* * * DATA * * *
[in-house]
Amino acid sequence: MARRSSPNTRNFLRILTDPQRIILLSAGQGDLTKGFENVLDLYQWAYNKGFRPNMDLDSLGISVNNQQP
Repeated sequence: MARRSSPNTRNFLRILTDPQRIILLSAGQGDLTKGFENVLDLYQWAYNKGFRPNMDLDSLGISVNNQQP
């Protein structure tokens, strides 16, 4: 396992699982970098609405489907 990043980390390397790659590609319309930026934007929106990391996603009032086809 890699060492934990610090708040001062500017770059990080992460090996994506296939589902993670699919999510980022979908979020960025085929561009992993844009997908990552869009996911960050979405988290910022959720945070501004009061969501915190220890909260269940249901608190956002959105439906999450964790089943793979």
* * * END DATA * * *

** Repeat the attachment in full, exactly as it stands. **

[in-house]
Amino acid sequence: MARRSSPNTRNFLRILTDPQRIILLSAGQGDLTKGFENVLDLYQWAYNKGFRPNMDLDSLGISVNNQQP
Repeated sequence: MARRSSPNTRNFLRILTDPQRIILLSAGQGDLTKGFENVLDLYQWAYNKGFRPNMDLDSLGISVNNQQP
């Protein structure tokens, strides 16, 4: 396992699982970098609405489907 990043980390390397790659590609319309930026934007929106990391996603009032086809 890699060492934990610090708040001062500017770059990080992460090996994506296939589902993670699919999510980022979908979020960025085929561009992993844009997908990552869009996911960050979405988290910022959720945070501004009061969501915190220890909260269940249901608190956002959105439906999450964790089943793979």